Beauty, Representational Art, and Modernism

I am sitting in a beautiful beachfront lounge writing this blog. There’s an excitement in the air for those signed up to listen and gain insight from the upcoming speakers. Odd Nerdrum walks by; artists outside are plein air painting along the boardwalk. Venders are setting up their products with eager buyers waiting to purchase a new painting tool. There’s something magical about putting yourself into a new environment with like-minded people. (Agree with this? Tweet it!)

A common scene during The Representational Art Conference (TRAC)

A common scene during The Representational Art Conference (TRAC)

The Representational Art Conference (TRAC) was established in 2012 with the purpose of promoting the role of representational art in the 21st century through discussion, presentations, and demonstrations.

This conference began with an honest and personal desire to bring together those who wish to discus, paint, and socialize with representational art as the focus. Academic papers, panel discussions with question and answer time, and demonstration form the structure of the conference.

Where does representational art fit into the world of conceptual art, installations, assemblages, deconstruction, and reconstruction? Is beauty an important element to consider or has it been put aside in place of critical thinking and concept? Can beauty and representational art coexist with modernism?

portrait painting by Jean Pederson, Silk Wrapped

Silk Wrapped (watercolor, 16×20) by Jean Pederson. Just as in any other art form such as dance or music, there are many genres within the visual arts. Realism, Modernism, and Expressionism are a few examples of visual genres.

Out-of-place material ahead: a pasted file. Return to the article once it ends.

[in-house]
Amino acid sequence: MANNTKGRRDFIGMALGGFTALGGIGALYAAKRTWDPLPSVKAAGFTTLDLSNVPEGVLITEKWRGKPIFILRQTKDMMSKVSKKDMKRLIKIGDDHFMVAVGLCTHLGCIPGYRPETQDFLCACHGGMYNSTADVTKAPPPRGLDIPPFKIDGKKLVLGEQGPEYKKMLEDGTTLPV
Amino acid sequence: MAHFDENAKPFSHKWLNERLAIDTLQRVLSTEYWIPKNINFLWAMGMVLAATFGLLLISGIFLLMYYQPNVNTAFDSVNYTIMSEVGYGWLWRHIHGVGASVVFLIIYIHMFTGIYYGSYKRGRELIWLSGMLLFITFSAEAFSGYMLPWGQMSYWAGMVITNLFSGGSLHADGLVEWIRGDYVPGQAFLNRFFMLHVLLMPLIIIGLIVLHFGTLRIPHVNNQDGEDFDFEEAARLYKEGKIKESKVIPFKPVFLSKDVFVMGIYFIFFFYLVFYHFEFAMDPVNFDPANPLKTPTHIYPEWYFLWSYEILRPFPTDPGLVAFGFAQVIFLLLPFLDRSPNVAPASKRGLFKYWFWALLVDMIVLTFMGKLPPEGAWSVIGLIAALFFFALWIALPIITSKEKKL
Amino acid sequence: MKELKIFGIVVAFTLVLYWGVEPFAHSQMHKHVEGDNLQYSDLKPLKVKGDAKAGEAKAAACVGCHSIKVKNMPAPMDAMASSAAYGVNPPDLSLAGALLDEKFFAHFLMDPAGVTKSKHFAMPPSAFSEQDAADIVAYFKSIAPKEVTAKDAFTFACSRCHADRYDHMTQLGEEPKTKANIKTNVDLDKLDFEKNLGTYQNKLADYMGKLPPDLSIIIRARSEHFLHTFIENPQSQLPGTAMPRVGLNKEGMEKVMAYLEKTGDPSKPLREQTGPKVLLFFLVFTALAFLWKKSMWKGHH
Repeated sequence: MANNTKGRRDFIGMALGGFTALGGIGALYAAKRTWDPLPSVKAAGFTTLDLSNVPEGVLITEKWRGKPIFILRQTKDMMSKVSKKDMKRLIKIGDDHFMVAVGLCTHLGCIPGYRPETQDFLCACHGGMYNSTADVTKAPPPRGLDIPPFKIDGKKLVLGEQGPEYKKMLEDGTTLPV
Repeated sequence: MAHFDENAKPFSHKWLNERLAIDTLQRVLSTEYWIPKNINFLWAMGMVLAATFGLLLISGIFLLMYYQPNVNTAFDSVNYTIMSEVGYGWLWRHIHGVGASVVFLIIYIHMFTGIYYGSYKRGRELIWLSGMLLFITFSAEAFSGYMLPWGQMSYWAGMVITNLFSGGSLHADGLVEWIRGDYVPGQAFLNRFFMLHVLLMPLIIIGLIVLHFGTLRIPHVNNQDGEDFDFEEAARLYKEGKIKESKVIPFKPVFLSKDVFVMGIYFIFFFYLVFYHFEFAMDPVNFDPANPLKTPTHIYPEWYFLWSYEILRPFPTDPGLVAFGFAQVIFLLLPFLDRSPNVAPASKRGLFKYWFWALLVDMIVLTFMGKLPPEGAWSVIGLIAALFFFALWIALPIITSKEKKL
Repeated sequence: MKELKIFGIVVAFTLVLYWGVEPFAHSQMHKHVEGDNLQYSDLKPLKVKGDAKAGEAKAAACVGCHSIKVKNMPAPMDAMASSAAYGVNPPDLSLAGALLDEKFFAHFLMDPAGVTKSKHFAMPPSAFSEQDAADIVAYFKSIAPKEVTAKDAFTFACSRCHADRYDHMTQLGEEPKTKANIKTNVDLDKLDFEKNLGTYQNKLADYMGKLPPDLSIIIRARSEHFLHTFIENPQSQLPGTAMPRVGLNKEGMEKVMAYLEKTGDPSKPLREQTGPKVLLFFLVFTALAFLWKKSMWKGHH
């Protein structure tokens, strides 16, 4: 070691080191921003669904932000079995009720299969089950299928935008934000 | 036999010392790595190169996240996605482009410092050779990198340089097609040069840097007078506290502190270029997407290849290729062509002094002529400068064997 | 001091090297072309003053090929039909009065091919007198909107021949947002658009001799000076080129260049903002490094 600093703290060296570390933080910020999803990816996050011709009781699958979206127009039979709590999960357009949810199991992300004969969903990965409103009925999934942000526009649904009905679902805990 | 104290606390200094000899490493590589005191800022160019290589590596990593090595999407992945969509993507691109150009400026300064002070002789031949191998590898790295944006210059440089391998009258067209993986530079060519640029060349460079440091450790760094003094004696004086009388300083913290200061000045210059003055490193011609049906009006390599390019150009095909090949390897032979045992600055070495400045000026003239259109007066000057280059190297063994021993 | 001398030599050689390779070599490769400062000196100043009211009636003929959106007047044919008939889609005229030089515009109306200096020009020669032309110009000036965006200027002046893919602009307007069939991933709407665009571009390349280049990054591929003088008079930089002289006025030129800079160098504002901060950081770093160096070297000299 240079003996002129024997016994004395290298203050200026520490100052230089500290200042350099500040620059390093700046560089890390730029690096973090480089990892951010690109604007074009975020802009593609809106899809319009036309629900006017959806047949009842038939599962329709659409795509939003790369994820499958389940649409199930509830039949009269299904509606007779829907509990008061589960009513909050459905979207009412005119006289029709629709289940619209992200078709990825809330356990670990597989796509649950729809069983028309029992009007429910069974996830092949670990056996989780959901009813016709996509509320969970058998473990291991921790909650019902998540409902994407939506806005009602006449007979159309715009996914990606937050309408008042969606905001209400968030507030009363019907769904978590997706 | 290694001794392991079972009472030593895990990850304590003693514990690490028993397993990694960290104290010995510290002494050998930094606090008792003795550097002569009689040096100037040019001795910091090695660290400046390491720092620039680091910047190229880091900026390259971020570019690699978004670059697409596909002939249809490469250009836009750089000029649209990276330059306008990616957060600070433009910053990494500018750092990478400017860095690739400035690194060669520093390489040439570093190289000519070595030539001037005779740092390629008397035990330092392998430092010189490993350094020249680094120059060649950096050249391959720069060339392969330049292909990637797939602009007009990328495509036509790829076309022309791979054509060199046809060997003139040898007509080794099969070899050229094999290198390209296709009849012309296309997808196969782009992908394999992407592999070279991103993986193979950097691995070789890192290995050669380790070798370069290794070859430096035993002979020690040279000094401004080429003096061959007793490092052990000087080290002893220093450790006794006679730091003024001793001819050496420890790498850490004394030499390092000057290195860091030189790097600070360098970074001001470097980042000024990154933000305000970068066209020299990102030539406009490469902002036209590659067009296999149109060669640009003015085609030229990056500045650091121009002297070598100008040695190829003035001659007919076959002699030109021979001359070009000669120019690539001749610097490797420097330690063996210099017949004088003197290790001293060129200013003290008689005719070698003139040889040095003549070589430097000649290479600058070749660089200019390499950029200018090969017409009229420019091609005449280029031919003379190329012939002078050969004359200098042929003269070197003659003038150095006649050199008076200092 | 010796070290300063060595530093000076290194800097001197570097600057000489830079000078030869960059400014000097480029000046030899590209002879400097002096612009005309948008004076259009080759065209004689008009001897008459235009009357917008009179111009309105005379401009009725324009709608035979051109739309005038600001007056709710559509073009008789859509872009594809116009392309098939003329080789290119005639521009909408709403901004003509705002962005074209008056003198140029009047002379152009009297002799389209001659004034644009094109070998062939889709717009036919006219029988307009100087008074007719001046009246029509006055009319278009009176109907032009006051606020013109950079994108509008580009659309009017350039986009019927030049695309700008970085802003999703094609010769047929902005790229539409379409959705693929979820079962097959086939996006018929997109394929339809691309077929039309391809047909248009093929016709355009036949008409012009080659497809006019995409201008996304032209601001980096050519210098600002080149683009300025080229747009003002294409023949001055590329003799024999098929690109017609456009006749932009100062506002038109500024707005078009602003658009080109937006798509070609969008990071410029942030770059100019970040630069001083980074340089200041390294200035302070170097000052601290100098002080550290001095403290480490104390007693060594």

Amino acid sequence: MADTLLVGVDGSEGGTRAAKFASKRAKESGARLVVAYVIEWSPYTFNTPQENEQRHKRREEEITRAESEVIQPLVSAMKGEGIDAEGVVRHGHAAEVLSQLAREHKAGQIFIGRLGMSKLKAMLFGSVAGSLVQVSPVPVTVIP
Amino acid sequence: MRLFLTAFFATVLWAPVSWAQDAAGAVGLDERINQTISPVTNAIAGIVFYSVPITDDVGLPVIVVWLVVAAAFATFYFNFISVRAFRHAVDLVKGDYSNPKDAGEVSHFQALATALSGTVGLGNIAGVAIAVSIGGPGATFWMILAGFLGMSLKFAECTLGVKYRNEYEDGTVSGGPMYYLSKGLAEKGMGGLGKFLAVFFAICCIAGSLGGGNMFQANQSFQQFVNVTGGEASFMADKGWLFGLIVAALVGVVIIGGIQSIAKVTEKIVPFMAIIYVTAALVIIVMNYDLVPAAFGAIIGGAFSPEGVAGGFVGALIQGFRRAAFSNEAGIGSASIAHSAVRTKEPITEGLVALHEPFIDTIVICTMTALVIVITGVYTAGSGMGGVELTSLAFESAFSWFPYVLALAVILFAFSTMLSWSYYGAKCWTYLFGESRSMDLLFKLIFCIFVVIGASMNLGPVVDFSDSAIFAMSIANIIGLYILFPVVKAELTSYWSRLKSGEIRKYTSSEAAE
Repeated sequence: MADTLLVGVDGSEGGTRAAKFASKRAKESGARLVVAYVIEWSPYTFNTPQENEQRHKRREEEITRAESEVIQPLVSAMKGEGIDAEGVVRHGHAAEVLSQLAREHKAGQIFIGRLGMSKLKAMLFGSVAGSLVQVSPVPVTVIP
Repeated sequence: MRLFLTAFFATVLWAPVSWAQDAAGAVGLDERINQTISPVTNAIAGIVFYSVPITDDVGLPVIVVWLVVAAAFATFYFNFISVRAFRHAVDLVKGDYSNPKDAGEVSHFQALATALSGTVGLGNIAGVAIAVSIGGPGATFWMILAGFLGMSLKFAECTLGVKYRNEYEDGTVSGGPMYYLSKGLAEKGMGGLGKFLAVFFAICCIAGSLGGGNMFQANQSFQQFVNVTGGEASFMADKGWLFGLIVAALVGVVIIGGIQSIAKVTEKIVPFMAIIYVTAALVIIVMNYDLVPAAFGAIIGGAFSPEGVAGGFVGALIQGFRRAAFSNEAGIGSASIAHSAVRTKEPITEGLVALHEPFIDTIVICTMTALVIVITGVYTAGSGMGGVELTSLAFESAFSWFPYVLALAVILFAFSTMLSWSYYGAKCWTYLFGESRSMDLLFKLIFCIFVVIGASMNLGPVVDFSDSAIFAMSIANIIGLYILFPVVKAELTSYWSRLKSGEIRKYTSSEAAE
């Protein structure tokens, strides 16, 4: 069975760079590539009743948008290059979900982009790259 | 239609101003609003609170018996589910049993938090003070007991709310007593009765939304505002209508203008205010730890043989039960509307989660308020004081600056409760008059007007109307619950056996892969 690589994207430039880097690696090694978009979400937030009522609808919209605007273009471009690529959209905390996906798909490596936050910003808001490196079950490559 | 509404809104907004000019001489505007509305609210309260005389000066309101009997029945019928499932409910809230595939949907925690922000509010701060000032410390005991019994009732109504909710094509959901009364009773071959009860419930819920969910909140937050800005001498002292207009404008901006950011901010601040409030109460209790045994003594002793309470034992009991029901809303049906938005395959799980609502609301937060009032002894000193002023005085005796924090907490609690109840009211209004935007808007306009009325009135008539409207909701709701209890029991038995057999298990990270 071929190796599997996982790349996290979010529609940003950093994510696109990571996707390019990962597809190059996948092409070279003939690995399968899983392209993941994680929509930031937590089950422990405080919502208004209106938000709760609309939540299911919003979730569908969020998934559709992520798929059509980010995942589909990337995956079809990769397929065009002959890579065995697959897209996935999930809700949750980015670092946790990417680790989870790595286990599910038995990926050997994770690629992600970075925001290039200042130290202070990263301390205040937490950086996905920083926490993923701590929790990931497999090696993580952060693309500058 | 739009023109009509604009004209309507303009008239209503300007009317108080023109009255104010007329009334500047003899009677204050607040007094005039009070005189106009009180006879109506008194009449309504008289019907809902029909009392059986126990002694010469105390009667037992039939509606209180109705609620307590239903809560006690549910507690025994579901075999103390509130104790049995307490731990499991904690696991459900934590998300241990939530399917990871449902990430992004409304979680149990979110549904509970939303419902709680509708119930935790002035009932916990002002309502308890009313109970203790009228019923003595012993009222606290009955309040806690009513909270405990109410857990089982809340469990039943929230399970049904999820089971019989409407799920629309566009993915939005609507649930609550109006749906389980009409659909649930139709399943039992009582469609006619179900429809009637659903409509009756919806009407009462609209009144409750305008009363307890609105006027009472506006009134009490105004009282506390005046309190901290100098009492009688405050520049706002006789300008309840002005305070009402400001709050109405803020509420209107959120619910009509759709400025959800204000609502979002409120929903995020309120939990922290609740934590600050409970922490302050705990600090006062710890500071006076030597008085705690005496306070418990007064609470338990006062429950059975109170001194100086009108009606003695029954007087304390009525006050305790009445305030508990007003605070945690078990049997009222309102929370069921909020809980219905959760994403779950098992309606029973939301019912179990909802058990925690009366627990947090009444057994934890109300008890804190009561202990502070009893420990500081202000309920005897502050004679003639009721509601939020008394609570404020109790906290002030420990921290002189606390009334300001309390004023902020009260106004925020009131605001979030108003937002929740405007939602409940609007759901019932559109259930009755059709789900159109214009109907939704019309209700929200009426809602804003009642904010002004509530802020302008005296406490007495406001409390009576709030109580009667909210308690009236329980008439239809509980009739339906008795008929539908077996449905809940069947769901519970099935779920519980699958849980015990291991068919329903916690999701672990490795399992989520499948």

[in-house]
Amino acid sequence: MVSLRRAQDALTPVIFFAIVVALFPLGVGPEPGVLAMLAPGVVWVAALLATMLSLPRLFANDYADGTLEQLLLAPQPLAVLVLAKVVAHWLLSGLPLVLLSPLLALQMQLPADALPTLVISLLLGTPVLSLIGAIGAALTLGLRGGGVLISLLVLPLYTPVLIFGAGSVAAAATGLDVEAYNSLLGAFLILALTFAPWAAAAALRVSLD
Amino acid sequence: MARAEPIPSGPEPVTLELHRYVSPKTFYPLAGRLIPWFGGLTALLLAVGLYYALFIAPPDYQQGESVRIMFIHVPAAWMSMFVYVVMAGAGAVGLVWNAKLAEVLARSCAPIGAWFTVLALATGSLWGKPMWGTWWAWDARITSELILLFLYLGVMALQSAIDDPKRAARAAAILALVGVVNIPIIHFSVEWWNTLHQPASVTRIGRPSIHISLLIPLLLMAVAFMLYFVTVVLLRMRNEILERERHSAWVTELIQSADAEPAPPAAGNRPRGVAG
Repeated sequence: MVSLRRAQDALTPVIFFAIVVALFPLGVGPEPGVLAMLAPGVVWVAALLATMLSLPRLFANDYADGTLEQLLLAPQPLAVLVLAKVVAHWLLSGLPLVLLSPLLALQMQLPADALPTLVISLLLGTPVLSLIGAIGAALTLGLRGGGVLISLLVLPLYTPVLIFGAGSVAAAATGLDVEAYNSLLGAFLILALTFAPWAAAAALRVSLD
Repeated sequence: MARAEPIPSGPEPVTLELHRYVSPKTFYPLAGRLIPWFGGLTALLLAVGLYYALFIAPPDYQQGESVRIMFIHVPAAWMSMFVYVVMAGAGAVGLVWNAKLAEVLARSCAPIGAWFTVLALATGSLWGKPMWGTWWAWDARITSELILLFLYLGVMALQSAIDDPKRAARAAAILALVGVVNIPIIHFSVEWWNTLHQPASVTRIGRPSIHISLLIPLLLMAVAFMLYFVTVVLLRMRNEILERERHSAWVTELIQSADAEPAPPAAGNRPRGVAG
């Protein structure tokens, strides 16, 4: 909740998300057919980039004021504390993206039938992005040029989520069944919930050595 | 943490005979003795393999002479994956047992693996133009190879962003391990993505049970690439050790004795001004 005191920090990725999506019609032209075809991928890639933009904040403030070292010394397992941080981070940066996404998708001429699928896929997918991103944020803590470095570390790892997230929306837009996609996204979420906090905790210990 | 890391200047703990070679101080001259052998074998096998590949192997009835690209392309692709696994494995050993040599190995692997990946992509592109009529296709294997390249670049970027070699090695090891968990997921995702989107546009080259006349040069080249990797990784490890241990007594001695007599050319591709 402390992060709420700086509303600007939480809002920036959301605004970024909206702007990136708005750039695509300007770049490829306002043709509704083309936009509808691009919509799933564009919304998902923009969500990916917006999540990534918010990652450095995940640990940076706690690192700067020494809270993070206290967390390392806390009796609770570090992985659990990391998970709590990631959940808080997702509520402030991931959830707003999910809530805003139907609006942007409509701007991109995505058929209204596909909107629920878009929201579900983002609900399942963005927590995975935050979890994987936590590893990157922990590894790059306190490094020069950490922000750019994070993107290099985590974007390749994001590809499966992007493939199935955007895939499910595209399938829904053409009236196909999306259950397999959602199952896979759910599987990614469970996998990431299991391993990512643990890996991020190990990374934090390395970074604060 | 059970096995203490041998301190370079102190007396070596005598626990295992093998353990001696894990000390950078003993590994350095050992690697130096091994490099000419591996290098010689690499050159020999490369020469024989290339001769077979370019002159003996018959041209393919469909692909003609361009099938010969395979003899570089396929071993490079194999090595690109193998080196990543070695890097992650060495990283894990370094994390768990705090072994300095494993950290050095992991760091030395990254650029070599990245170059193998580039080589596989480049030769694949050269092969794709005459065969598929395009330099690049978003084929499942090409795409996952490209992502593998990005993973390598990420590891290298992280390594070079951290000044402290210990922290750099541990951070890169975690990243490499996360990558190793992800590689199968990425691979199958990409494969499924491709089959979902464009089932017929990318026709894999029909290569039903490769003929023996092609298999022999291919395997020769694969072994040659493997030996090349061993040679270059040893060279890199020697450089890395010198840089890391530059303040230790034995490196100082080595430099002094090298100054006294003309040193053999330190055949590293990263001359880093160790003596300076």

There is a very strong movement growing in support of beauty, skill, representation, and critical thinking. Many of the attendees are young and confident artists who are ready to take on the challenge of being relevant within today’s art scene. And a surprising number of people presenting papers for the convention fall within that demographic.

I remember while in a university drawing class in the 80s, my professor asked the class to draw a picture of nothing. I never understood the value of this assignment and many others–he couldn’t articulate what his expectations were. I suspect that many art students have experienced similar directions over the decades. This type of art education seems to be part of the frustration when chatting with presenters and participants alike.

I do believe that there is something to be learned and gained from all genres of art just as there are in musical and dance styles. In the meantime the California sunshine will shine upon me as I wait in anticipation for sharing of more art-drenched topics.

Best regards,

Learn more from Mixed Media Artist Jean Pederson
Mixed Media Painting Workshop: Explore Mediums, Techniques, and the Personal Artistic Journey (book or download)
Expressive Portraits: Watercolor and Mixed Media Techniques (paperback)
Wet Glazing Watercolor Portrait (DVD)
Watercolor Artist, August 2011: Create the illusion of depth in your paintings with these simple tips and helpful illustrations of linear and aerial perspective. (article)
• See her work at

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